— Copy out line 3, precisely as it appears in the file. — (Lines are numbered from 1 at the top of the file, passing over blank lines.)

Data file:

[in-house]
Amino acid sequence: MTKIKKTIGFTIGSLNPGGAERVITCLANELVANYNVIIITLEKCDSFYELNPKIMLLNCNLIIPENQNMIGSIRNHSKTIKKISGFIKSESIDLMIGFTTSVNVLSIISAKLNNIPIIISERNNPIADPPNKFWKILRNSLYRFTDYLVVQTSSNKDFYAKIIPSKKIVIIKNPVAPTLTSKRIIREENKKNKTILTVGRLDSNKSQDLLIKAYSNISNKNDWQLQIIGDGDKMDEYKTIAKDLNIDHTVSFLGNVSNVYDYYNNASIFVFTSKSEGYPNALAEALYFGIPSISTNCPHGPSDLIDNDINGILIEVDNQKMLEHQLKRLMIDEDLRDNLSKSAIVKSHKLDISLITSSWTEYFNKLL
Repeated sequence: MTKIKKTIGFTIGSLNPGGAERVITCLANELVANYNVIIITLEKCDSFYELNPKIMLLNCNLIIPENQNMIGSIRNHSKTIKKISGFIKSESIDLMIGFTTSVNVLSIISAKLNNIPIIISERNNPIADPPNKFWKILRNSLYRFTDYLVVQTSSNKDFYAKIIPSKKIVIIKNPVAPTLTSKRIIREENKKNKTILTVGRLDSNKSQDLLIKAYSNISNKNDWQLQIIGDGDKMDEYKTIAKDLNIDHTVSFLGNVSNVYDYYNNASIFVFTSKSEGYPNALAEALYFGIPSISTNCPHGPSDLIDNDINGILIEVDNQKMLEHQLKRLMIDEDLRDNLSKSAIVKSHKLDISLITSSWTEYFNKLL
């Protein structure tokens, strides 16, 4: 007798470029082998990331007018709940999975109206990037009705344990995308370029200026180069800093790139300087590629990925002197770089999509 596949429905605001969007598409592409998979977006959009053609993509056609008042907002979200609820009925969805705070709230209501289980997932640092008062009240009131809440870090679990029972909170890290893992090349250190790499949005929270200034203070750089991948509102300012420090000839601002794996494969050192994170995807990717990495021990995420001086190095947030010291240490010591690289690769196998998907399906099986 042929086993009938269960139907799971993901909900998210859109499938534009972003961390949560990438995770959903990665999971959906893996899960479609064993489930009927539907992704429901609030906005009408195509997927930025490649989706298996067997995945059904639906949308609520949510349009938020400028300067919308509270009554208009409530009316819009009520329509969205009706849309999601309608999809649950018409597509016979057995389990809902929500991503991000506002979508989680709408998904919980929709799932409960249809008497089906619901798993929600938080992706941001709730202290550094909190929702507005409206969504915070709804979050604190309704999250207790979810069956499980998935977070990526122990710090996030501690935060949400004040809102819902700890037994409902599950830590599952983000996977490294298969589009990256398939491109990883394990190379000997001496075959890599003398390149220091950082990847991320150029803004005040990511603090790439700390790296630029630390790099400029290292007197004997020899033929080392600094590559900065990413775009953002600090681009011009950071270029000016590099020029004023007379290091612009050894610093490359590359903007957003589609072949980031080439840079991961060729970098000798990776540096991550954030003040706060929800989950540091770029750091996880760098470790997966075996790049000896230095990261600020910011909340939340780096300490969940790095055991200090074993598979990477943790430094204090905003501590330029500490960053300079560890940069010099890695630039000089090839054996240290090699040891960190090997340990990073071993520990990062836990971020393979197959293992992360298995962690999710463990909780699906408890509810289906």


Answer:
Repeated sequence: MTKIKKTIGFTIGSLNPGGAERVITCLANELVANYNVIIITLEKCDSFYELNPKIMLLNCNLIIPENQNMIGSIRNHSKTIKKISGFIKSESIDLMIGFTTSVNVLSIISAKLNNIPIIISERNNPIADPPNKFWKILRNSLYRFTDYLVVQTSSNKDFYAKIIPSKKIVIIKNPVAPTLTSKRIIREENKKNKTILTVGRLDSNKSQDLLIKAYSNISNKNDWQLQIIGDGDKMDEYKTIAKDLNIDHTVSFLGNVSNVYDYYNNASIFVFTSKSEGYPNALAEALYFGIPSISTNCPHGPSDLIDNDINGILIEVDNQKMLEHQLKRLMIDEDLRDNLSKSAIVKSHKLDISLITSSWTEYFNKLL